“I’m sure many of the hard-left elements on campus reflexively pan Israel in order to demonstrate their ‘woke’ bona fides, without really understanding the situation there,” said junior David Esterlit.
An opinion piece published last week by Princeton University’s student newspaper stated that a candidate for president of the student government should not be elected because he served in the Israeli military.
Writing in response a few days after a Dec. 3 letter to the editor by junior David Esterlit, Braden Flax, also a junior, stated that Esterlit is a “poor choice” to be president of the Undergraduate Student Government (USG) “given his front-and-center background as a member of the Israeli Defense Forces,” even though “it is unclear what his role in the organization was, or whether his service was compelled or undertaken according to his own volition.”
Nonetheless, wrote Flax, “the fact that he proclaimed his service at the beginning of his letter, and with no caveat or reservation, calls into question both his ability to represent the student body and his moral standing.”
Flax’s piece compared problems at the university that Esterlit pointed out to allegations against the IDF, which Esterlit served in for three years after taking a leave of absence in 2016.
For example, Esterlit wrote critically about Princeton’s financial decisions, including assistance for students, even though, wrote Flax, “he was part of an organization known for the torment and abuse of an entire population of human beings.”
Flax also criticized Esterlit’s platform for enabling independent students to get to the grocery store in that one should “consider life in Gaza, where blockades have starved out a largely defenseless population. Look up whether or not a food item you regularly consume is permitted into, or has ever been prohibited from, the occupied territories—even imports of chocolate have been choked off.”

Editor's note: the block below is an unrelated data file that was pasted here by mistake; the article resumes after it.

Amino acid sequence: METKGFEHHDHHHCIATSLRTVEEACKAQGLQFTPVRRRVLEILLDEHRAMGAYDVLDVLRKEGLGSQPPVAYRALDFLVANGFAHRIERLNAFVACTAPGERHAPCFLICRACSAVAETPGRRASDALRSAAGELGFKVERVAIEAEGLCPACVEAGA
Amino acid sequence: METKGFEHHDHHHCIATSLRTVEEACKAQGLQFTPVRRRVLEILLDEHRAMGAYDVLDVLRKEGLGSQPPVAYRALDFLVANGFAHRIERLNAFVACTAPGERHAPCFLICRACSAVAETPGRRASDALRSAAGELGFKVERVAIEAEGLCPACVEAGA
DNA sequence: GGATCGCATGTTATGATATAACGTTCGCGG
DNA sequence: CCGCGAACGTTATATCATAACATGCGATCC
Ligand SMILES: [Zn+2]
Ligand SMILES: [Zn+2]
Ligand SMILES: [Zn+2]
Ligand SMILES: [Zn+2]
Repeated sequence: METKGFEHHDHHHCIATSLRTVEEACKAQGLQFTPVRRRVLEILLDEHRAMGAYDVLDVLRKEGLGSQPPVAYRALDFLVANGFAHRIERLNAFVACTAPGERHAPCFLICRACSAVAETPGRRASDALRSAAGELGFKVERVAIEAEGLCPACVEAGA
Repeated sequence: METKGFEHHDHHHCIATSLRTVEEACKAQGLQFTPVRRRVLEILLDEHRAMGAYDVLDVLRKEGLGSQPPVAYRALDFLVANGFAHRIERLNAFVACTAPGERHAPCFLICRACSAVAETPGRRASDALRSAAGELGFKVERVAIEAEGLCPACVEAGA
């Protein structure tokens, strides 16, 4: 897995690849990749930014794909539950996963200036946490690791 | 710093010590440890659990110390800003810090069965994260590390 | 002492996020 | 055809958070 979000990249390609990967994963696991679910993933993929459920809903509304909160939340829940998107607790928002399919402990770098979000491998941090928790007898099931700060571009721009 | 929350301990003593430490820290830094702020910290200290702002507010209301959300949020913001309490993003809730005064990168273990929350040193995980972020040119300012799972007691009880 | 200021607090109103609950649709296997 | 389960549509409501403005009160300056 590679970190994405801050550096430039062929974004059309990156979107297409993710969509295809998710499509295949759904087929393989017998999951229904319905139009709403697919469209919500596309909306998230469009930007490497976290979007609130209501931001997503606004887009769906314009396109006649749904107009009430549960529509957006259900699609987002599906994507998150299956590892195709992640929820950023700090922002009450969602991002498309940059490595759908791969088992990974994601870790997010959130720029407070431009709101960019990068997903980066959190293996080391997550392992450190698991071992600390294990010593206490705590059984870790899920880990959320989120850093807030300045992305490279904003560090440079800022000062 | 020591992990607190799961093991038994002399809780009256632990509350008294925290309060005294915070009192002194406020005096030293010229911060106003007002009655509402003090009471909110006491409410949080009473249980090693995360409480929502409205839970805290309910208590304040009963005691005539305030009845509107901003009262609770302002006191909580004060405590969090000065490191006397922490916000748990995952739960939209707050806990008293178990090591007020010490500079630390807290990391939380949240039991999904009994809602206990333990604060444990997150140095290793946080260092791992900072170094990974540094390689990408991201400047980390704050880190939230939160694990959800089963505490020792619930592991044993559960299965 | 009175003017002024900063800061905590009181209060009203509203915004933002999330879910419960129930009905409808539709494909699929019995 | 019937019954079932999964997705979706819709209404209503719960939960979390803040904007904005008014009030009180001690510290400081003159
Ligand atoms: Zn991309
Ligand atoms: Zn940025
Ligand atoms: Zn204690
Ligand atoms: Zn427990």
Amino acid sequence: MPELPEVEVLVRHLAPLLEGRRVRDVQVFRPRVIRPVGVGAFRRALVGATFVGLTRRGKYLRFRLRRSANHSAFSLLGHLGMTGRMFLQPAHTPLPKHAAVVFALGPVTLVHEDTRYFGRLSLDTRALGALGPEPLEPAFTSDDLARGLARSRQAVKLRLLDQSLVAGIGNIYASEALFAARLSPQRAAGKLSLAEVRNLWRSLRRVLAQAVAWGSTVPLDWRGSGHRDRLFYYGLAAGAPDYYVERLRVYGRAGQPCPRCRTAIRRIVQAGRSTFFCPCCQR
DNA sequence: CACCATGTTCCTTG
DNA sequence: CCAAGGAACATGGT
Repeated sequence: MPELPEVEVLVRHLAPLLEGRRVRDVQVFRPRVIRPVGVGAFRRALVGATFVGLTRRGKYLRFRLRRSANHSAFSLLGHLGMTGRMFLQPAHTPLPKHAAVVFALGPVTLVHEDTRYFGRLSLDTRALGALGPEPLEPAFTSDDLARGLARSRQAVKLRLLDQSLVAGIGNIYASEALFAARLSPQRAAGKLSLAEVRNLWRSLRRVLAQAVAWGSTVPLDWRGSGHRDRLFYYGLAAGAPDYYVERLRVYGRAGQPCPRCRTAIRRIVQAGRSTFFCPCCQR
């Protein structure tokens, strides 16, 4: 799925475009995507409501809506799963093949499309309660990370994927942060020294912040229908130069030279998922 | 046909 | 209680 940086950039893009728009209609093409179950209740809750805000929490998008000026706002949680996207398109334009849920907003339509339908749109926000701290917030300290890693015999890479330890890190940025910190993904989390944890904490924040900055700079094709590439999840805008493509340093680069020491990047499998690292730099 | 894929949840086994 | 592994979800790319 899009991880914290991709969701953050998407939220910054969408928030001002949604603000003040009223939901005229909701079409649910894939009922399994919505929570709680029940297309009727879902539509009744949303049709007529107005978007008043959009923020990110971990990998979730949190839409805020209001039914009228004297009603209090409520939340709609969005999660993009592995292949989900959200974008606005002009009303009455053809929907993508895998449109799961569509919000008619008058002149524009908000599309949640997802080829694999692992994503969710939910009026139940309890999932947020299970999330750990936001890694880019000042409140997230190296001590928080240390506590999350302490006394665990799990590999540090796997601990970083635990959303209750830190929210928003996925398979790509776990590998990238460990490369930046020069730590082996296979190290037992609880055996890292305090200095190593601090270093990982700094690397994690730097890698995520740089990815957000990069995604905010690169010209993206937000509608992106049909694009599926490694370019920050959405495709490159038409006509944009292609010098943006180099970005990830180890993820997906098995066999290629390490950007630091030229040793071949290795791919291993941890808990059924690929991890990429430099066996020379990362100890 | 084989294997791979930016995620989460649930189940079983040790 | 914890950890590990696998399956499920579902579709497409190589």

He continued, “Anyone who has represented a government whose policy is abject terror of a chocolate bar is not fit to hold the office of president. Anyone considering Esterlit’s competence to bring about justice should examine his professed qualifications. He unabashedly advertises his participation in the Israel Defense Forces, which continuously inflicts injustice that dwarfs proportions of anything most of us have ever encountered.”
Daily Princetonian editor-in-chief Chris Murphy nor head opinion editor Cy Watsky responded to a request for comment about why the piece was allowed to run.
The election for USG president began on Monday and concludes on Wednesday.
Esterlit told JNS that he is “disappointed,” but “not surprised” at the reaction by some to his candidacy.
“I’m sure many of the hard-left elements on campus reflexively pan Israel in order to demonstrate their ‘woke’ bona fides, without really understanding the situation there,” he said. “I think a lot of it stems from an ahistorical perspective of Israel’s founding. If you believe Israel perpetrated ‘Nazi-like’ crimes or some other false craziness, you’re unlikely to give the Israeli perspective any consideration.”
Esterlit remarked that he “expected better from Princeton students, whom I imagined could think critically.”